After America’s triumph in the Cold War, however, the difficulties of that struggle were quickly forgotten in Washington and the capitals of Europe. Instead, Western leaders congratulated themselves on the notion that they had reached “the end of history,” and that liberal capitalism would reign supreme in perpetuity — a conclusion directly contradicted by centuries of real-world experience. Armed with this false premise, U.S. foreign policymakers on both sides of the aisle made a serious of disastrous blunders:

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I could go on, but surely these examples are more than sufficient to prove that our leaders have committed blunder after blunder since the end of the Cold War. History is not kind to fools, and the United States is paying an enormous price for throwing away the strategic advantages it enjoyed after the collapse of the Soviet Union. Consider the following facts:

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In short, by almost any measure, the United States is weaker than it was during the afterglow of the Cold War — while China, our chief geopolitical adversary, has gotten much stronger. This decline was not inevitable — certainly no major U.S. policymakers predicted it. Instead, it is the result of a series of foolish mistakes that have consistently undermined our position while making life easier for our enemies.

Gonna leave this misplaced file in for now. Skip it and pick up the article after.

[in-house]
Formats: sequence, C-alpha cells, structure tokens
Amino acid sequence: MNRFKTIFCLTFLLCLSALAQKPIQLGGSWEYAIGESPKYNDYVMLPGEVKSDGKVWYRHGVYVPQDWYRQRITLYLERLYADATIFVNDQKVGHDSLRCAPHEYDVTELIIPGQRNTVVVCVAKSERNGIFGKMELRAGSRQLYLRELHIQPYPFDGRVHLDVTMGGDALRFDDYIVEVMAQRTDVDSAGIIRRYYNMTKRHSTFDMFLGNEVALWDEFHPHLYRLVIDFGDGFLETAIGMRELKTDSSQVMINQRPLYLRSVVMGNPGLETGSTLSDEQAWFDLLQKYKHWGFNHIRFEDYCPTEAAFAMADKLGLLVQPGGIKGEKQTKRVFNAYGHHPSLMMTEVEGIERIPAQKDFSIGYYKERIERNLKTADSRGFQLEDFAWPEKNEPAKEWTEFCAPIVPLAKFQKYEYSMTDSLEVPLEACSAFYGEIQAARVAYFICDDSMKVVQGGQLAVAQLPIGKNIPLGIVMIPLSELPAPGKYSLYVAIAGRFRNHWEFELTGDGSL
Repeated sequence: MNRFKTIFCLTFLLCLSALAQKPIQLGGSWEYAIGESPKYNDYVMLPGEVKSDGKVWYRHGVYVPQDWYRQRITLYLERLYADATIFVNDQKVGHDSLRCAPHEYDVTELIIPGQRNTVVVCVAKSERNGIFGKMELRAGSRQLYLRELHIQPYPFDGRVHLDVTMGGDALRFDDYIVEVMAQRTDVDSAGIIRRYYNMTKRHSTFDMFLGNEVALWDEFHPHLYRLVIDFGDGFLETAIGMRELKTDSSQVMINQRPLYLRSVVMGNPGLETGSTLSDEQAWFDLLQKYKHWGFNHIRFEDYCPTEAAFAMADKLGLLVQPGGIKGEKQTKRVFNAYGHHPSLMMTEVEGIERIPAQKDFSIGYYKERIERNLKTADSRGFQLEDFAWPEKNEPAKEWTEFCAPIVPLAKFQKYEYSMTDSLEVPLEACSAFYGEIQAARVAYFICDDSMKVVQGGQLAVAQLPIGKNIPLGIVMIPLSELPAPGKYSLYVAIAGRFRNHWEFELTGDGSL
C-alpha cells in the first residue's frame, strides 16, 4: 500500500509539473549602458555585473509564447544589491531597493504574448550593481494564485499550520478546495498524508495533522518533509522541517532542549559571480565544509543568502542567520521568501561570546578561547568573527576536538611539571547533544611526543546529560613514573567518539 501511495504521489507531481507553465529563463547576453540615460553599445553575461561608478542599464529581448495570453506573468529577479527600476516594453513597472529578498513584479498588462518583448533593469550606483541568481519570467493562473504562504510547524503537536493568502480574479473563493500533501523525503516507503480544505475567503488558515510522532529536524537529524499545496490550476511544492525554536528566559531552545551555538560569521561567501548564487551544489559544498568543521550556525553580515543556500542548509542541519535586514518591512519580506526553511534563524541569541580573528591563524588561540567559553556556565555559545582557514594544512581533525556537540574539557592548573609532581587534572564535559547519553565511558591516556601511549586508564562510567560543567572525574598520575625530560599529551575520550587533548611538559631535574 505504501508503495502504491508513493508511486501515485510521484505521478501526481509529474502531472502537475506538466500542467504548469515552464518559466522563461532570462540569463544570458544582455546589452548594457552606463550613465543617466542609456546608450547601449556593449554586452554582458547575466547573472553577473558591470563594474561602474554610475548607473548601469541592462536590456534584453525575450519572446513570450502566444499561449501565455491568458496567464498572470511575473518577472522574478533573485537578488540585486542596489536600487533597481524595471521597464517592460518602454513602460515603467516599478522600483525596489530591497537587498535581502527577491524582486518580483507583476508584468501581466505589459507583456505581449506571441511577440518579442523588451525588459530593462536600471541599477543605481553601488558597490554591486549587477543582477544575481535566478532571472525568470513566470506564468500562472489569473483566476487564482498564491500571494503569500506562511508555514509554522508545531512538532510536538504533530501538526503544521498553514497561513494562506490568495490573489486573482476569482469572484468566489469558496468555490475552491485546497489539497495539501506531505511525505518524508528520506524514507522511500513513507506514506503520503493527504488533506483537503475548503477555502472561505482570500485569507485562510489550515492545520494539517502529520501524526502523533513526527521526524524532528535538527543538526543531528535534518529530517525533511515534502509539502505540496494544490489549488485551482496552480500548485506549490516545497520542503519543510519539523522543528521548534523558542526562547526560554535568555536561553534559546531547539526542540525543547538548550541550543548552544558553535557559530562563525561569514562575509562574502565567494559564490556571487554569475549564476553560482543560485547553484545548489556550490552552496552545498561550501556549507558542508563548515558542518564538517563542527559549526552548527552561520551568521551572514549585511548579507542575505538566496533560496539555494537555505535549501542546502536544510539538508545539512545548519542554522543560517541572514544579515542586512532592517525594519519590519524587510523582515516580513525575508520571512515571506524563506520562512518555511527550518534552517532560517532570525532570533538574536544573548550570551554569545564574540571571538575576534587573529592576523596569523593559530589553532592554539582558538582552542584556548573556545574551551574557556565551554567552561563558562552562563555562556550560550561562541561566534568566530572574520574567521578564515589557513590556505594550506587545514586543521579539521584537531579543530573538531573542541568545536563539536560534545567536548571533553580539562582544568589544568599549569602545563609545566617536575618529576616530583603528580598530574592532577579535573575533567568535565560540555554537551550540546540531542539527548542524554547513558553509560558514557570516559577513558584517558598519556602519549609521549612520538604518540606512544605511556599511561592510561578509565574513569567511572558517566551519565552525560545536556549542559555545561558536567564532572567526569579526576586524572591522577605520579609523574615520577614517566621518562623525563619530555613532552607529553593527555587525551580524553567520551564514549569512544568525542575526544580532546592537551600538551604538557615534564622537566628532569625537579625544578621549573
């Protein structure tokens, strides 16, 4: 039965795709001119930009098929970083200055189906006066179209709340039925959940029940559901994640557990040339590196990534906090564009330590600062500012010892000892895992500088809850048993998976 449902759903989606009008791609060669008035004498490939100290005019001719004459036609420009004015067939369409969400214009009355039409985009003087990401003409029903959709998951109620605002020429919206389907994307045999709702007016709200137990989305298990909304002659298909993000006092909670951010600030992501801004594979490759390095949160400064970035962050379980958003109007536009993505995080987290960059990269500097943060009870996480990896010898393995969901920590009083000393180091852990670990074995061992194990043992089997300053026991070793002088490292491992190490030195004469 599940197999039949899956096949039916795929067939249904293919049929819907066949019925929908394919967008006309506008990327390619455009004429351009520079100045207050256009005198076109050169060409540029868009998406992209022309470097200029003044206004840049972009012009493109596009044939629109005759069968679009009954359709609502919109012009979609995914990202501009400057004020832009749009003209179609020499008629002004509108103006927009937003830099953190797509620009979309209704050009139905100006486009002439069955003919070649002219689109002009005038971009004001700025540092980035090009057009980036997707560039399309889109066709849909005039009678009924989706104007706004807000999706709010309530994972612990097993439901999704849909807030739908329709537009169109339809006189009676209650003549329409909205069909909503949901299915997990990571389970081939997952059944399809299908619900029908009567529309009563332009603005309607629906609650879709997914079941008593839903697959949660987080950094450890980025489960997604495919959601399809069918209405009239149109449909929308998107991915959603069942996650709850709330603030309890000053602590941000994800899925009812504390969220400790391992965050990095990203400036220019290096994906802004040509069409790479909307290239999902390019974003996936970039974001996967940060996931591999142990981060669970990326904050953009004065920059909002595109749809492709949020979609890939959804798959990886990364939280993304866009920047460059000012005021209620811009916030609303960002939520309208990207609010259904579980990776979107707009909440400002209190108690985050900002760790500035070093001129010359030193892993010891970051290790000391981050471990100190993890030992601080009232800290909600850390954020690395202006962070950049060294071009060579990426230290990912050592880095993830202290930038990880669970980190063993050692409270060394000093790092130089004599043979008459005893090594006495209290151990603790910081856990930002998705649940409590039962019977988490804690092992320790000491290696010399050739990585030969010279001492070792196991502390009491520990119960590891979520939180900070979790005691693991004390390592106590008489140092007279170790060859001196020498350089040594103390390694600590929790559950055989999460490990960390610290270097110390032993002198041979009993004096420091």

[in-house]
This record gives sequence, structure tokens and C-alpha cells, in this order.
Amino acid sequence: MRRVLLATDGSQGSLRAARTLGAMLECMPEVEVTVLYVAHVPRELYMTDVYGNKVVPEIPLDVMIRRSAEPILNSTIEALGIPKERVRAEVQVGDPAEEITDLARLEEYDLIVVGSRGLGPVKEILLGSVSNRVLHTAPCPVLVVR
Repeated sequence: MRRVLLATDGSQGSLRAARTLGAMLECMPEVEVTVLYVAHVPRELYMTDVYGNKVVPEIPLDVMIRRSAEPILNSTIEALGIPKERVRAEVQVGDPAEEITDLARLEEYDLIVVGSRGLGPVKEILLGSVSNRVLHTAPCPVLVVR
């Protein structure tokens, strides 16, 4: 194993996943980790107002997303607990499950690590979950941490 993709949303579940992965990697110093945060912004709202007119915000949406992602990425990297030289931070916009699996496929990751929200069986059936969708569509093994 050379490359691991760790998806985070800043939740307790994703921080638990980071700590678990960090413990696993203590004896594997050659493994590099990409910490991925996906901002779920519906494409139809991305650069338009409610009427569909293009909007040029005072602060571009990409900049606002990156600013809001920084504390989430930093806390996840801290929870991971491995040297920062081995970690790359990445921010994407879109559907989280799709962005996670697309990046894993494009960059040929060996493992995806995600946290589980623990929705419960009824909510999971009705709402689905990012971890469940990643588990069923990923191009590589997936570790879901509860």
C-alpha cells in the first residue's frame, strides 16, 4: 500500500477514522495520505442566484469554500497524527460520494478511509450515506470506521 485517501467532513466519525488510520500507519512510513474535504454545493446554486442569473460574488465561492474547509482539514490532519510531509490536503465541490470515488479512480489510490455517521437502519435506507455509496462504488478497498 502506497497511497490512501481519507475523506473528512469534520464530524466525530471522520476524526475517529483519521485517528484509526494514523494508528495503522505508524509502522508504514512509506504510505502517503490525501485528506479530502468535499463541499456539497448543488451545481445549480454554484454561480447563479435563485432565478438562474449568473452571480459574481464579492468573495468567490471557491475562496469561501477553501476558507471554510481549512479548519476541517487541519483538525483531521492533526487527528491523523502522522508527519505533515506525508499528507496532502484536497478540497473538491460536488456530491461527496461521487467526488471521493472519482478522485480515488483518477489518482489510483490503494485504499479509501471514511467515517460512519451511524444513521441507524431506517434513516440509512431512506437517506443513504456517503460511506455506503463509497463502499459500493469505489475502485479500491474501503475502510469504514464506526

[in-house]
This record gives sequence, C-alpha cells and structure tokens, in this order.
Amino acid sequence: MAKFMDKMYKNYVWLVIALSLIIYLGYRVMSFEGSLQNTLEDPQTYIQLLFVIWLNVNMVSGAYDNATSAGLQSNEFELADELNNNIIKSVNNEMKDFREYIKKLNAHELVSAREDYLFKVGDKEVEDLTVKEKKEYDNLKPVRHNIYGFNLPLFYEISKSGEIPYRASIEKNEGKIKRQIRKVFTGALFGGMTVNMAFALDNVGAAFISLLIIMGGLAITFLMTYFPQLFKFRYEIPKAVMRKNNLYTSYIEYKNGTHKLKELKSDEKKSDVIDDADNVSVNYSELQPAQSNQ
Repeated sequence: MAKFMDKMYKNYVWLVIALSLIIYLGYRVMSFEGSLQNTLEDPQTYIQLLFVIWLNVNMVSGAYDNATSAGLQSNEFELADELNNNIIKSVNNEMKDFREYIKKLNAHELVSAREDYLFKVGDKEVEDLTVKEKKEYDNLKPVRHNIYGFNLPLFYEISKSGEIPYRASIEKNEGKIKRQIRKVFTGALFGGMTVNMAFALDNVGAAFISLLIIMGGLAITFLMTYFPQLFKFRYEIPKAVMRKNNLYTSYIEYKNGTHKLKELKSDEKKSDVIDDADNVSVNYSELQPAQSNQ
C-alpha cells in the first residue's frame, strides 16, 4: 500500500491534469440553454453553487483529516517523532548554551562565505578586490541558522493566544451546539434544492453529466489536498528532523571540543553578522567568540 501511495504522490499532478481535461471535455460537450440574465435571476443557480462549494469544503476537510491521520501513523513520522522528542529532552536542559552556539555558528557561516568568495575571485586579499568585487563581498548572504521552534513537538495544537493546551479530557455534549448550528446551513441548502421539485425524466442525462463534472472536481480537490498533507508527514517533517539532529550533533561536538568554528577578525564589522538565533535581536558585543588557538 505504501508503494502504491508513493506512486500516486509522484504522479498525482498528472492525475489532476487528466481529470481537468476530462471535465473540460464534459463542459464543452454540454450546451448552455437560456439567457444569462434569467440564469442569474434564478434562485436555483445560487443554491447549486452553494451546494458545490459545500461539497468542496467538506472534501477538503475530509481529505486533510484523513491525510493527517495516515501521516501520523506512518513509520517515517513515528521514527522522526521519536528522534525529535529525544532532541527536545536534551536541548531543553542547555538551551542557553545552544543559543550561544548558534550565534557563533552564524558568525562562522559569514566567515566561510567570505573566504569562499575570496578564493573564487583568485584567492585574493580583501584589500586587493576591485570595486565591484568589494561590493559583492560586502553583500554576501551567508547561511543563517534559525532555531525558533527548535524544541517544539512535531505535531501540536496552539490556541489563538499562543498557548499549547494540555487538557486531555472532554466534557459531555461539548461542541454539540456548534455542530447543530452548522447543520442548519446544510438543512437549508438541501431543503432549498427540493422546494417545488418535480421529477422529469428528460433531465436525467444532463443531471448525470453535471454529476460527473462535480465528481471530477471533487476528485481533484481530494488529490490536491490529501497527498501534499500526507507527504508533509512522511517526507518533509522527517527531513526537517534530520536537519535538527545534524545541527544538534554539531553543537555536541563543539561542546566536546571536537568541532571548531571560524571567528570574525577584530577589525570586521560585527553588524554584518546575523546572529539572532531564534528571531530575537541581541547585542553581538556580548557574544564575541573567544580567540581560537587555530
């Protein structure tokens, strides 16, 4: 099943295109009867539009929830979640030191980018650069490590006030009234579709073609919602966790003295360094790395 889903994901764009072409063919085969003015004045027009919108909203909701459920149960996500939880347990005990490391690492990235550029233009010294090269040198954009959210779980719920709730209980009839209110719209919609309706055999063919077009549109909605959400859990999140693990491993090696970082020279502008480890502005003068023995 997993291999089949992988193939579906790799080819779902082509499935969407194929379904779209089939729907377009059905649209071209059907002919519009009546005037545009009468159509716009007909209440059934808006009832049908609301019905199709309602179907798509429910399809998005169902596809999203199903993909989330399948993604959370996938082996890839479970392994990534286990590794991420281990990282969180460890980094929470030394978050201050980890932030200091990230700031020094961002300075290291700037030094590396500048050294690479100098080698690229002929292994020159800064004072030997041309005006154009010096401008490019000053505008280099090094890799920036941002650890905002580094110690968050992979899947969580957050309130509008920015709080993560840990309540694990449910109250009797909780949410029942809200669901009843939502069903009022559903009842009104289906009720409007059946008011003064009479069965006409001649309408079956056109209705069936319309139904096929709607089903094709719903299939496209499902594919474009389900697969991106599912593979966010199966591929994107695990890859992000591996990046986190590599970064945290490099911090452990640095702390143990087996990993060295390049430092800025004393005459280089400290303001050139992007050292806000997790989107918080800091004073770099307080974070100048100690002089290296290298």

At this point, it should be obvious that the “world order” for which our elites pine has gone the way of the flip phone and other artifacts from the 1990s. For most Americans, the global economy has become a nightmare from which they are trying to escape. But like the generals in World War I who kept sending larger and larger numbers of men to die in hopeless battles, our elites believe that we need more of the same. Not satisfied by a series of trade agreements that have failed to work as advertised, they now promote the Trans-Pacific Partnership. Not satisfied by an immigration policy that has roiled U.S. and European politics for most of the last two decades, they scheme to bring more illegal immigrants into the West. Not satisfied by the losses we have already suffered in the Middle East, they dream of sending new armies to die in that war-torn region. No wonder they are uniting behind Hillary Clinton — the author and supporter of so many of these disastrous policies.